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  • Christine Cunningham

What is a PMAD? Let's start talking about Perinatal Mood and Anxiety Disorders

Updated: Dec 29, 2021

Postpartum Depression is the most common talked about Perinatal Mood and Anxiety Disorder (PMAD) however it is only one out of several mental health issues that people experience in the Perinatal period. And these issues are not only experienced in the Postpartum period but throughout the entire Perinatal period.


The Perinatal Period includes prenatal (people are thinking about having a baby, trying to have a baby and/or going through fertility treatments), pregnancy and postpartum (after baby is born, up to a year after the birth, however some consider this period longer).


Please note there will be some gendered language in this post.

Trigger warning: intrusive thoughts, suicide, trauma.


Defining terms such as PMAD and Perinatal are important for education however I also like to talk about how these things look and feel in real life. As a therapist and a mom who's experienced Postpartum Anxiety and Depression I will be sharing how these things can feel so that if you relate you might be able to put some language to your symptoms.


Defining, diagnosing and understanding can be useful in seeking help, getting the appropriate treatment and recovering.

Let's get to it: What is a PMAD?

Why does this happen?

What does this look like in real life?

When is it a good idea to reach out for help?

 

Let's get to it: What is a PMAD?

As the poster from Postpartum Support International states; 1 in 7 mothers experience depression or anxiety during pregnancy or postpartum. They also report that 1 in 10 fathers experience depression or anxiety after the birth of a child. These are American statistics however from what we know there isn't a big difference in prevalence. Anecdotally, I would say that I am seeing a higher prevalence of anxiety in postpartum parents. What this means is that this is not a rare, uncommon occurrence, it's just that we're not talking enough about it to know that your friend, loved-one or neighbour also experienced a PMAD. A lot of times the conversation centres on Postpartum Depression. This is quite common however it's only one piece to the puzzle.


PMAD's include depression, anxiety, OCD, Bipolar Disorder, PTSD and psychosis anytime in the perinatal period. Someone can experience this when they are trying to have a baby and it's not happening as quickly as they thought, or someone is going through fertility treatments, during pregnancy, after delivery and anytime in that postpartum period. Most clinical definitions of the postpartum period state up to a year postpartum however I feel this can be beyond the year mark and I would say can last until you finish having children and they are out of the toddler stage. When people experience a PMAD in the postpartum stage it doesn't always happen right after delivery. Signs and symptoms can show up anytime, even up to a year postpartum (again this range could be longer). And they do not always manifest in the birthing person; a partner, grandparent or other family member or caregiver can experience a PMAD and parents who adopt or welcome baby via surrogacy can also experience a PMAD.


What are the signs and symptoms of a PMAD?

  • Feeling irritable or angry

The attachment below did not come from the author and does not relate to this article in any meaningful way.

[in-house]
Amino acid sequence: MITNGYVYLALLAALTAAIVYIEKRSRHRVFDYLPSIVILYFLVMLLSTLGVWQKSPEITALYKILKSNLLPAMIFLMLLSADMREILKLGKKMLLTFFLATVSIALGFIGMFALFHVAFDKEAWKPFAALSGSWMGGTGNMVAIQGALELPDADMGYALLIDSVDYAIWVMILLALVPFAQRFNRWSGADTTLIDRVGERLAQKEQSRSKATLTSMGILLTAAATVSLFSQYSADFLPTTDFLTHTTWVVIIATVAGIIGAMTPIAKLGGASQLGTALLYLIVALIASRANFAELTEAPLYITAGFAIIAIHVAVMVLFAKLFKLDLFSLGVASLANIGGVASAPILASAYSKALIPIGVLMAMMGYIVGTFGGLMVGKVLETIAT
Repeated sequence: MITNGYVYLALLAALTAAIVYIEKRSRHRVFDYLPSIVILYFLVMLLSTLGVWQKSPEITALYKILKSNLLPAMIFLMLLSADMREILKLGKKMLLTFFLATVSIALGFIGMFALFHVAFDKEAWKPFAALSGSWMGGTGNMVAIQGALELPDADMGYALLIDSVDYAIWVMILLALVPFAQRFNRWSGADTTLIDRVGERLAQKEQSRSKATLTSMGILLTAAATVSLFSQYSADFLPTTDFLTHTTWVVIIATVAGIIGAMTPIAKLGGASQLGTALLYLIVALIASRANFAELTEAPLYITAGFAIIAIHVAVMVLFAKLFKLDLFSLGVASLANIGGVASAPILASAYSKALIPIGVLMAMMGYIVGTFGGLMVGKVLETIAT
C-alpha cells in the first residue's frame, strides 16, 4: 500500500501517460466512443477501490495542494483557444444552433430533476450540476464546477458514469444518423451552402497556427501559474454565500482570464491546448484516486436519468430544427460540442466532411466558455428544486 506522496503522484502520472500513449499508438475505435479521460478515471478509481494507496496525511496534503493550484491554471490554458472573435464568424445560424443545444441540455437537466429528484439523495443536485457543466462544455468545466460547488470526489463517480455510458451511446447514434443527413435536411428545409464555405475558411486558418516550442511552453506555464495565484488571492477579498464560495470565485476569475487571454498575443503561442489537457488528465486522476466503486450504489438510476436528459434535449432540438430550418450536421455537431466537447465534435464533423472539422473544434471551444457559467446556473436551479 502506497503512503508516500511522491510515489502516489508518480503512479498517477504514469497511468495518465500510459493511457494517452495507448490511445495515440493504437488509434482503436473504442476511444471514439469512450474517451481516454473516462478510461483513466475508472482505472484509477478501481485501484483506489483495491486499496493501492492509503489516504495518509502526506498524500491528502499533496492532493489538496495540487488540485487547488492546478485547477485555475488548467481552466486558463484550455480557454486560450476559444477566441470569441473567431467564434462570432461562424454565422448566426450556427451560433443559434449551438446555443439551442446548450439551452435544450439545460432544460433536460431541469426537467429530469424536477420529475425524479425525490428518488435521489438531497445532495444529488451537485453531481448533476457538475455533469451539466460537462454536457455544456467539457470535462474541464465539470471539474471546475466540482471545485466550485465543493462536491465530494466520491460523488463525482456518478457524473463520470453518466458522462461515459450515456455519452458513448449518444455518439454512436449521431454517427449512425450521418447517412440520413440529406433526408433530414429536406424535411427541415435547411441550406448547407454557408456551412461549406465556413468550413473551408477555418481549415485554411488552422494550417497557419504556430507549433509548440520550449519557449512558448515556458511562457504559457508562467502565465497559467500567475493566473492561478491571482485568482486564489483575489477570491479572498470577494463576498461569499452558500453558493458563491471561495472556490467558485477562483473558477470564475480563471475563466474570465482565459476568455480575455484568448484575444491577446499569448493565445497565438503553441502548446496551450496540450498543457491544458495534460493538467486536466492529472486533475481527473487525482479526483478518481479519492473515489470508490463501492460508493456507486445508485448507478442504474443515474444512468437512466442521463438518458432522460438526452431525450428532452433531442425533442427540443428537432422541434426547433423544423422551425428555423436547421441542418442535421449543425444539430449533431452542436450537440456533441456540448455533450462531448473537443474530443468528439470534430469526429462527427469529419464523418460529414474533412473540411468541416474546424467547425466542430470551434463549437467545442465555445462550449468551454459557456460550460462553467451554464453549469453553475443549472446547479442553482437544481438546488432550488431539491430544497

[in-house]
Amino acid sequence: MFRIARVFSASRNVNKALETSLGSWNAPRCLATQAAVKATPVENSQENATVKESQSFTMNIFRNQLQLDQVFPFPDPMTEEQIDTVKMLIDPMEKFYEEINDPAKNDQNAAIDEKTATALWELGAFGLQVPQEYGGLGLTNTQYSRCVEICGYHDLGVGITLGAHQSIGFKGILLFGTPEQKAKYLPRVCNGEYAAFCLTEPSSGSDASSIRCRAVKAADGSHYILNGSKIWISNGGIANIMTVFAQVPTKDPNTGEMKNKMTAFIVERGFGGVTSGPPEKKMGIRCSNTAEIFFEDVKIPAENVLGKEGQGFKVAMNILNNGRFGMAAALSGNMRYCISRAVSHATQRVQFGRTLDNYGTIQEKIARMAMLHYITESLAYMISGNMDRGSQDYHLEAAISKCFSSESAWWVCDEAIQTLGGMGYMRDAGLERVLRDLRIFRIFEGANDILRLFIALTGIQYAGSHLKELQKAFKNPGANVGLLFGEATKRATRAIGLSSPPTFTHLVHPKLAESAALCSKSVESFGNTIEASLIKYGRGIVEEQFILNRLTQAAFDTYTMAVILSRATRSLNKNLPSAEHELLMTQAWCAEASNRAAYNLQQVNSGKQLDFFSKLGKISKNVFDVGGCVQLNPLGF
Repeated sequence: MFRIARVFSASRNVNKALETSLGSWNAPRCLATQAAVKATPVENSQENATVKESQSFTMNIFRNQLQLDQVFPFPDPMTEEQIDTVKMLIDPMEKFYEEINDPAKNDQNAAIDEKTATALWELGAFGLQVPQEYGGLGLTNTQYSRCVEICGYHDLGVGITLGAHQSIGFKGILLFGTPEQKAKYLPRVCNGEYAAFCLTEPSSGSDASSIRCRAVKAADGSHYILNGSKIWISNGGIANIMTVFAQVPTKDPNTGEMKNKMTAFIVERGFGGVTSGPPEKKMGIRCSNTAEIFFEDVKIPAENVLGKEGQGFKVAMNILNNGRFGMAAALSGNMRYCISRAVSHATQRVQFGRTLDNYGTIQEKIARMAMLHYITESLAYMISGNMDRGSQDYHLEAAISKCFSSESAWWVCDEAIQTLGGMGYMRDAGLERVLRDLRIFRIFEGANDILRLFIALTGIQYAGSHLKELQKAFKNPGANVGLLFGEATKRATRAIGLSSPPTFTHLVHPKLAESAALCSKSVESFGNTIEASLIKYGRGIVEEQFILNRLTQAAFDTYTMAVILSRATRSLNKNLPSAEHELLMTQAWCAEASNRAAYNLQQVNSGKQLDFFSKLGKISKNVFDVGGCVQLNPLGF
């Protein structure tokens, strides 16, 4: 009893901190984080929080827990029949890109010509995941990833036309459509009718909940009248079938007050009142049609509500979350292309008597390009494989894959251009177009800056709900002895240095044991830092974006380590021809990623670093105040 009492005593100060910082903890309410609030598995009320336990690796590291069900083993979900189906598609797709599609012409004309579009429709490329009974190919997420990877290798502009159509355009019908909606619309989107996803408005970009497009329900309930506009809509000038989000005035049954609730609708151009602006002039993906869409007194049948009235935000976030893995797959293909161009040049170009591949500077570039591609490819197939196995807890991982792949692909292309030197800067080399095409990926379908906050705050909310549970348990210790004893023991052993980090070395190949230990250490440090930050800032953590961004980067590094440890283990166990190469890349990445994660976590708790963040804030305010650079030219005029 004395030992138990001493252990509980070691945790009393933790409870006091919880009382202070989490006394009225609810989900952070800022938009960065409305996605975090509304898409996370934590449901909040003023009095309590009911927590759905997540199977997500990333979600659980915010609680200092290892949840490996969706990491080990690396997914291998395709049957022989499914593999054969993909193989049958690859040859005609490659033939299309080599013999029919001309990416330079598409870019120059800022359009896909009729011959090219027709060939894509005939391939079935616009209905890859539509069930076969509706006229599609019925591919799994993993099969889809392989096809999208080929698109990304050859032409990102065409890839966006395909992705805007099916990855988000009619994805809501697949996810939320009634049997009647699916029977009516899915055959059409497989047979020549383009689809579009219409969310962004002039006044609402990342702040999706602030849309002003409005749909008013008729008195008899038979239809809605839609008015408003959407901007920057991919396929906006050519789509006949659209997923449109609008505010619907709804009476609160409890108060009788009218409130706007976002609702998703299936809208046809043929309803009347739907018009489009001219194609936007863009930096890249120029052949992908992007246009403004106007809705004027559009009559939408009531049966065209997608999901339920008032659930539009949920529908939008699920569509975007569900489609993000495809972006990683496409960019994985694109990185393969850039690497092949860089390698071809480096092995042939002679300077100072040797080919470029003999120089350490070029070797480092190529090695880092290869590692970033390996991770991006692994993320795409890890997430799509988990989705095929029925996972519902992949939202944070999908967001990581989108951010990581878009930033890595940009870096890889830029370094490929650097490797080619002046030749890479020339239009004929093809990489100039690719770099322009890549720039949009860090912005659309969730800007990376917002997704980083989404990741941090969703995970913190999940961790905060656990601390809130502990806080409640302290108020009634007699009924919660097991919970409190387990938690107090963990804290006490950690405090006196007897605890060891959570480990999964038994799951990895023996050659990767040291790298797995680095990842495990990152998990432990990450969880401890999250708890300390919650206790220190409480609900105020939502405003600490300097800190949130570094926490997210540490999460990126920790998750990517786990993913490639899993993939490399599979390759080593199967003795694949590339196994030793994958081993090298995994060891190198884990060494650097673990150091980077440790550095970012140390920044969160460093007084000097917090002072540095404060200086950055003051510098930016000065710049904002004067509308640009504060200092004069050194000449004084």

• Feeling sad, depressed or more tearful than usual

  • Not finding joy in things or activities you normally find joy in

  • Feeling anxious or panicky

  • Struggling to eat or overeating

  • Struggling to fall asleep or difficulty staying asleep

  • Experiencing panic attacks

  • Mania or very low mood

  • Repeated checking, excessive hand-washing, extreme fear of germs or baby's death

  • Experiencing intrusive thoughts of baby getting hurt or of you hurting baby

  • Struggling to connect with baby or experiencing a lack of interest in baby or your older children

  • Difficulty in maintaining personal hygiene

  • Isolating from friends and family

  • Feeling like you're losing control

  • Trouble concentrating or focusing

  • Feeling hopeless

  • Extreme guilt

  • Thoughts of harming yourself or your baby

  • Flashbacks to the traumatic event, avoiding places, people or things that remind you of the traumatic event such as the hospital or doctor's office

  • Experiencing these symptoms for more than 2 weeks and past the "Baby Blues" stage

  • Psychosis includes seeing or hearing things that other people are not seeing or hearing, feeling very energetic; not needing to sleep, feeling paranoid or suspicious. Postpartum Psychosis is a medical emergency and if you or your loved-one is experiencing psychosis please call 911 or head to your nearest emergency room.

A Note about the Baby Blues

The "Baby Blues" is not a PMAD and is quite common. Let's be real, having a baby is a shock to the system and a very tough transition, not to mention physically challenging for the birthing person. So feeling weepy and exhausted and struggling to adjust to being responsible for this new being after the birth makes sense. The Baby Blues very clearly starts within a couple of days of birth and lasts 2 weeks. If your symptoms extend beyond two weeks this is not the Baby Blues and could be developing into a PMAD. I have had clients tell me that their OB told them at 6 weeks postpartum that they were still experiencing the Baby Blues, when in reality they were living with Postpartum Anxiety.


Why does this happen?

When someone develops a PMAD, they often ask why me? I've heard so many mothers say "I'm broken". It is no one's fault that they develop a mental health issue. We can never know for certain what causes a PMAD however there are definitely some risk factors and experiences that can contribute to the development of a PMAD such as: